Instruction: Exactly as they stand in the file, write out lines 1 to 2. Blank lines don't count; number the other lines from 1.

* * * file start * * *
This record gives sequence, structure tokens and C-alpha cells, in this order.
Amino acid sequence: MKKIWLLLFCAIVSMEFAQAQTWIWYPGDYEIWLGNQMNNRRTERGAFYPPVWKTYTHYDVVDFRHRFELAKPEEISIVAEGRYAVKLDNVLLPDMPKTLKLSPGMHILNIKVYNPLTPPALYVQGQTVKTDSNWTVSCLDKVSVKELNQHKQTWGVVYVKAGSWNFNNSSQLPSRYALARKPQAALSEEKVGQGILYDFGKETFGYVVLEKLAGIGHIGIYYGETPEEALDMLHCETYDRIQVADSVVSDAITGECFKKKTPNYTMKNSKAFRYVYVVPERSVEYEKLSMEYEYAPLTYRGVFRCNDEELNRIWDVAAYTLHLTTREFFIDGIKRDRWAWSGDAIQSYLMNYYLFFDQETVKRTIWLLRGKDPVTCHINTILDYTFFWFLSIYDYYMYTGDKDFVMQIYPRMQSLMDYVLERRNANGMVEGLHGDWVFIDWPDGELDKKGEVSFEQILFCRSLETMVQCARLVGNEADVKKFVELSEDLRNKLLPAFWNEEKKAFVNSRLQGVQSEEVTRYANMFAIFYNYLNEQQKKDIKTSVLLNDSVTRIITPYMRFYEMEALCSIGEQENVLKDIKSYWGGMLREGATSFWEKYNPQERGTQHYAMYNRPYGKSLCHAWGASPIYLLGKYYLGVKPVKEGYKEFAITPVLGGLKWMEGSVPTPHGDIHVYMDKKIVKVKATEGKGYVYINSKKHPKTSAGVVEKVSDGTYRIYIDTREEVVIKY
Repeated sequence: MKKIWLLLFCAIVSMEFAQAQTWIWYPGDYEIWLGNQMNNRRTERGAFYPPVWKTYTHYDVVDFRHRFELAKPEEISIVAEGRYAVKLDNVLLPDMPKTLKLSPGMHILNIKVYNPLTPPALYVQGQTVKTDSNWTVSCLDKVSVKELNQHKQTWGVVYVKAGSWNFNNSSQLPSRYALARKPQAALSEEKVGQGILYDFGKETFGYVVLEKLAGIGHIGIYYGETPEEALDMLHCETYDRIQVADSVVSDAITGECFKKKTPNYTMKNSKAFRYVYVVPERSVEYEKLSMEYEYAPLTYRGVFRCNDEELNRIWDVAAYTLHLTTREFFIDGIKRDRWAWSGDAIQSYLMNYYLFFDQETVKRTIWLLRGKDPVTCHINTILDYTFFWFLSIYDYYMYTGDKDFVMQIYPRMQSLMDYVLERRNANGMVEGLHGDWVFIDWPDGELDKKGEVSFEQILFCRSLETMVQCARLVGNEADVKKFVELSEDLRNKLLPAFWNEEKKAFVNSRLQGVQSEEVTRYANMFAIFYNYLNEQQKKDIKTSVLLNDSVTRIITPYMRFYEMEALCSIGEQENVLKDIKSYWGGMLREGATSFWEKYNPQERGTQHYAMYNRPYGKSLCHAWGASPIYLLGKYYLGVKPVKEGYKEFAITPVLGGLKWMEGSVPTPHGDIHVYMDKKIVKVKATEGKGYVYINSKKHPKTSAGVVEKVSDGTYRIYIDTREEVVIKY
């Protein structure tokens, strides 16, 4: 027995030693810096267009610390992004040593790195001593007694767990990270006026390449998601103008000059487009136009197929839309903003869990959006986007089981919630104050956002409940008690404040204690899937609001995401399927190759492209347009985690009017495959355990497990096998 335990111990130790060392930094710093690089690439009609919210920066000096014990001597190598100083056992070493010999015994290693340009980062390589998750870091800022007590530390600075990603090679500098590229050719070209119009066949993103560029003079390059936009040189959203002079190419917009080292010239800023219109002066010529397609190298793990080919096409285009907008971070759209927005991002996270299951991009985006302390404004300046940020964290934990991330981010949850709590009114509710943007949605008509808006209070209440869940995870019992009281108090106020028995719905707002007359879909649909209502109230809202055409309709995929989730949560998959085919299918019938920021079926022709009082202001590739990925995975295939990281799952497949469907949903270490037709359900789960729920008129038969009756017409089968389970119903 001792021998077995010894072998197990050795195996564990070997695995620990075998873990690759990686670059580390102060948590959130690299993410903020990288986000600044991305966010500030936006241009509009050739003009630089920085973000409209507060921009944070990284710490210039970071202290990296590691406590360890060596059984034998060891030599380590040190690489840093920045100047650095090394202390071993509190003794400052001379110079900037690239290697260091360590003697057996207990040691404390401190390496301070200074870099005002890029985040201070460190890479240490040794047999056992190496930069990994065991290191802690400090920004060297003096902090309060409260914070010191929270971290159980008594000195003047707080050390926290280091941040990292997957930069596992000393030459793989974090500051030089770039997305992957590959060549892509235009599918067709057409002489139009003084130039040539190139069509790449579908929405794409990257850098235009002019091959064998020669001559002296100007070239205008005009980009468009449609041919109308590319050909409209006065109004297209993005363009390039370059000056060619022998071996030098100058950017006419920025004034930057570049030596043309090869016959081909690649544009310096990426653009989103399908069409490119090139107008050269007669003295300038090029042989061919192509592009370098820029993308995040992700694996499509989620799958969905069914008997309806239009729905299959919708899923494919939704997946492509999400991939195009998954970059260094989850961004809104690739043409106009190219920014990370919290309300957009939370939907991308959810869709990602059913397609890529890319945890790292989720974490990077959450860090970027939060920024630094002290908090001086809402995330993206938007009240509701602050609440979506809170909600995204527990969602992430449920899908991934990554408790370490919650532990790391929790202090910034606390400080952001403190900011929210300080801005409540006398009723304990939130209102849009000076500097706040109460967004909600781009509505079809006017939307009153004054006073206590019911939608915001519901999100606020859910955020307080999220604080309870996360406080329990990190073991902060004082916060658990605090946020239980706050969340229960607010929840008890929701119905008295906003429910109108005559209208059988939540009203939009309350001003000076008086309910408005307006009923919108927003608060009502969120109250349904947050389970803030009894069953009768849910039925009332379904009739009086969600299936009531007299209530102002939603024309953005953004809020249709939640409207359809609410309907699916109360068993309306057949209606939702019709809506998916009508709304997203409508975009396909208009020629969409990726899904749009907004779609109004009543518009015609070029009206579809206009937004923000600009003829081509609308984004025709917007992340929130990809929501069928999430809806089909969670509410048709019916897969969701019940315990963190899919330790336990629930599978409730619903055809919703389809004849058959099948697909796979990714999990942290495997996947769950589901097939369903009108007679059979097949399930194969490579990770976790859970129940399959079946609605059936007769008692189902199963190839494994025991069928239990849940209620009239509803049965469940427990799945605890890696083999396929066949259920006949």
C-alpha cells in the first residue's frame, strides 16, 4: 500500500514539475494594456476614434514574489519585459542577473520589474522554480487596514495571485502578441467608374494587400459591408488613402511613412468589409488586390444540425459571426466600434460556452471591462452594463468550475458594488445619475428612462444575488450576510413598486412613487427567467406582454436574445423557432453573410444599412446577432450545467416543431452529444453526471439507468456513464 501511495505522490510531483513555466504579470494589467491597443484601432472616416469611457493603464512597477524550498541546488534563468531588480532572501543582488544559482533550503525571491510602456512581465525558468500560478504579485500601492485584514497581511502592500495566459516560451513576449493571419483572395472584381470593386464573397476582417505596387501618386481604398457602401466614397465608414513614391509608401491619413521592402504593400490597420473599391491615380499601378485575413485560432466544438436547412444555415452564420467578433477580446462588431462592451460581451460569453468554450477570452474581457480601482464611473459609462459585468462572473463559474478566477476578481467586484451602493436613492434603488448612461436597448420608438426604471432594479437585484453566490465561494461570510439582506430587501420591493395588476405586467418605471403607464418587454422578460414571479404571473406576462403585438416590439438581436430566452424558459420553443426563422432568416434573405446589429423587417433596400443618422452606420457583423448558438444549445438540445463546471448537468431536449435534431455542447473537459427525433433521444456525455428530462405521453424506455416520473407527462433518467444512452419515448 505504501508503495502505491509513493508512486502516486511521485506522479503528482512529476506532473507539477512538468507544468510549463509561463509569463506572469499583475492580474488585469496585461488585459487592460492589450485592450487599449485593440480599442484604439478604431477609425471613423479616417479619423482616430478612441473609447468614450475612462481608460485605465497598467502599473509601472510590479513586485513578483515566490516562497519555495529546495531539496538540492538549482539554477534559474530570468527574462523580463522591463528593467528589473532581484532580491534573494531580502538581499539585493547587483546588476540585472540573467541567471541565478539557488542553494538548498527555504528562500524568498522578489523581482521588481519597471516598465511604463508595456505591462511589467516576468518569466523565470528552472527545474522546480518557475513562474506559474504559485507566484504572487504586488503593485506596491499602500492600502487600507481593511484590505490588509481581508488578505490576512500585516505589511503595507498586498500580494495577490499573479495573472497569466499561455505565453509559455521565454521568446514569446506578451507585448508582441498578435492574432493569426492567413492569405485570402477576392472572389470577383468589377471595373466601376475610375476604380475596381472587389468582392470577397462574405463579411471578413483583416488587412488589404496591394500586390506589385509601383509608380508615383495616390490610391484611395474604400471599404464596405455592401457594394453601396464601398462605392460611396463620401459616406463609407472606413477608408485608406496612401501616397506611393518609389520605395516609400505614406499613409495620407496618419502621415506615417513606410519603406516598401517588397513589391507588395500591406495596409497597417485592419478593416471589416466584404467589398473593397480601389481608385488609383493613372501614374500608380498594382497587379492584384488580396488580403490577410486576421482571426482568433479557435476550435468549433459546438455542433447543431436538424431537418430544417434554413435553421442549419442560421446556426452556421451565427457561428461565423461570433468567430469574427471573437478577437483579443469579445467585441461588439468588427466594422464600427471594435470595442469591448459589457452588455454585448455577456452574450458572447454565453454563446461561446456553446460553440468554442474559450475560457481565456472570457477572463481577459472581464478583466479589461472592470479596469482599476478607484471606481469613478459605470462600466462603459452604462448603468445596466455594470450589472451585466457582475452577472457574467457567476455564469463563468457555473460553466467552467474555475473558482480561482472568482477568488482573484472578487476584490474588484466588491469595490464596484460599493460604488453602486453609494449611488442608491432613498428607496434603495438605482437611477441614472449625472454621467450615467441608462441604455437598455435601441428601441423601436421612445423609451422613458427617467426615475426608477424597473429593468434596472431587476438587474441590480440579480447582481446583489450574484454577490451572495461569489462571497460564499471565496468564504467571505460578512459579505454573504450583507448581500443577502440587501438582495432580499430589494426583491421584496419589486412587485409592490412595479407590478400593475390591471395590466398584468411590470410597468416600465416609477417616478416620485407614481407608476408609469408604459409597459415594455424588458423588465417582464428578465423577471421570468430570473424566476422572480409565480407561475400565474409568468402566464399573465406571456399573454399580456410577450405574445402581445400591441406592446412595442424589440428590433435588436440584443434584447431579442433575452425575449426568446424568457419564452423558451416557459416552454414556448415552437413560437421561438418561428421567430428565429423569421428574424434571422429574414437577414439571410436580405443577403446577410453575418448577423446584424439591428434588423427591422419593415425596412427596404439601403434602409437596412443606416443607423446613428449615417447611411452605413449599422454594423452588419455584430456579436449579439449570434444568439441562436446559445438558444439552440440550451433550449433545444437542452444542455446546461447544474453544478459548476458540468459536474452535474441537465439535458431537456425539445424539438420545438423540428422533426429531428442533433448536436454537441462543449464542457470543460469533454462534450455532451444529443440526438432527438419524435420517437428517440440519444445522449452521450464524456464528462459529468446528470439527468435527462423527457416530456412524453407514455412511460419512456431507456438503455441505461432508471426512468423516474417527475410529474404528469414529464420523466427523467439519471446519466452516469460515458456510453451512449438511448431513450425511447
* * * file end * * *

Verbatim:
This record gives sequence, structure tokens and C-alpha cells, in this order.
Amino acid sequence: MKKIWLLLFCAIVSMEFAQAQTWIWYPGDYEIWLGNQMNNRRTERGAFYPPVWKTYTHYDVVDFRHRFELAKPEEISIVAEGRYAVKLDNVLLPDMPKTLKLSPGMHILNIKVYNPLTPPALYVQGQTVKTDSNWTVSCLDKVSVKELNQHKQTWGVVYVKAGSWNFNNSSQLPSRYALARKPQAALSEEKVGQGILYDFGKETFGYVVLEKLAGIGHIGIYYGETPEEALDMLHCETYDRIQVADSVVSDAITGECFKKKTPNYTMKNSKAFRYVYVVPERSVEYEKLSMEYEYAPLTYRGVFRCNDEELNRIWDVAAYTLHLTTREFFIDGIKRDRWAWSGDAIQSYLMNYYLFFDQETVKRTIWLLRGKDPVTCHINTILDYTFFWFLSIYDYYMYTGDKDFVMQIYPRMQSLMDYVLERRNANGMVEGLHGDWVFIDWPDGELDKKGEVSFEQILFCRSLETMVQCARLVGNEADVKKFVELSEDLRNKLLPAFWNEEKKAFVNSRLQGVQSEEVTRYANMFAIFYNYLNEQQKKDIKTSVLLNDSVTRIITPYMRFYEMEALCSIGEQENVLKDIKSYWGGMLREGATSFWEKYNPQERGTQHYAMYNRPYGKSLCHAWGASPIYLLGKYYLGVKPVKEGYKEFAITPVLGGLKWMEGSVPTPHGDIHVYMDKKIVKVKATEGKGYVYINSKKHPKTSAGVVEKVSDGTYRIYIDTREEVVIKY